Now, the Book of Proverbs is one of the most ancient parts of the Bible. Although as a text it probably wasn’t written down until the period of the Exile or shortly thereafter, its roots stretch back into the distant past. Those who study the history of human language and literature know that so-called “wisdom literature” – a genre to which Proverbs belongs – is probably the most ancient form of human literature. And so the Book of Proverbs as we have it today stretches back into a folkloric past that has its roots in deep history, before writing – possibly even before the invention of civilisation itself.
Today’s reading comes from a section of The Book of Proverbs that is traditionally attributed to Solomon. We know that in Hebrew tradition, Solomon was the paradigm of a wise king, the archetype of sovereign wisdom. And in just the same way as the first five books from the Hebrew Scriptures – the Law – are traditionally attributed to Moses, so wisdom literature – and in particular, the section of proverbs from which today’s reading comes – is attributed to Solomon. And for much of Proverbs, it follows the pattern of an address to a young man who is given a choice between two female personifications: on the one hand, Lady or Woman Wisdom; and, on the other, Lady Folly – although the original Hebrew translates more accurately as “the strange woman”. And the choices which the young man makes will determine his fate: blessing and abundance, or misfortune and disaster.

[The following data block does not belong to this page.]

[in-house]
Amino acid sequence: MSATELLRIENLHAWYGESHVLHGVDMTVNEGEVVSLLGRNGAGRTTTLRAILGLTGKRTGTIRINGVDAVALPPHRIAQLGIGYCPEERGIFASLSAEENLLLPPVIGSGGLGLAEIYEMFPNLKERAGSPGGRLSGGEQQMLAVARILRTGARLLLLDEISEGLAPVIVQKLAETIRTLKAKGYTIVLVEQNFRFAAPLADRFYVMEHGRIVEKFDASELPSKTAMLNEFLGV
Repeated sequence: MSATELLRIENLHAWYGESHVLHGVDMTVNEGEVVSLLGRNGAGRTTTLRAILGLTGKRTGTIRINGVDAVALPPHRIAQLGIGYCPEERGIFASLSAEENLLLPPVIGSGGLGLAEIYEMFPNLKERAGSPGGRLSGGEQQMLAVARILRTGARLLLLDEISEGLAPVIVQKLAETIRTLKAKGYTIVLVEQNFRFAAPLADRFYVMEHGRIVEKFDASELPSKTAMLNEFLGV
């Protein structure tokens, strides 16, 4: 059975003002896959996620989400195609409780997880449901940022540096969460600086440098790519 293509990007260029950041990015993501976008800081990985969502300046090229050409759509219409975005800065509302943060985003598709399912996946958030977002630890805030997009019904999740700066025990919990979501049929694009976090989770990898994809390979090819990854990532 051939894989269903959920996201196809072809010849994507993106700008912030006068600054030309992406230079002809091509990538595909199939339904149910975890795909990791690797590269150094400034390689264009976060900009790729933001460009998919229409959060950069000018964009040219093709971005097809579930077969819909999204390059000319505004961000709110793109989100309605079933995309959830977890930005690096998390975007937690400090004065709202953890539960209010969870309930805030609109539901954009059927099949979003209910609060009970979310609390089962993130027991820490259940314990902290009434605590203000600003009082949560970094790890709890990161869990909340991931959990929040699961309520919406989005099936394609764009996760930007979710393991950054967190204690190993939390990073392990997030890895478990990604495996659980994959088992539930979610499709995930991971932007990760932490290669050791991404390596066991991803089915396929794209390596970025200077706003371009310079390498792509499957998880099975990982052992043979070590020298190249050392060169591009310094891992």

Clearly we are talking about a text that is the product of a patriarchal society. We are also talking about a society in which a retribution/consequentialist theology prevails. So there are obvious aspects of today’s reading from Proverbs which, from the perspective of modernity, are highly problematic. Which then raises the question: what is the point of today’s reading? Why has the Lectionary included it in the readings for Trinity Sunday? What is its relevance for us today?
To begin, there’s the figure of Wisdom herself. As already mentioned, this is a tradition and a personification which, while it might not be terribly conspicuous, nonetheless persists within Christian spirituality today. And yet this tradition and personification seem to exist apart from the way we speak about the Trinity: we speak of the Father, and the Son, and the Holy Spirit. So what connection does Wisdom have to a Christian understanding of God?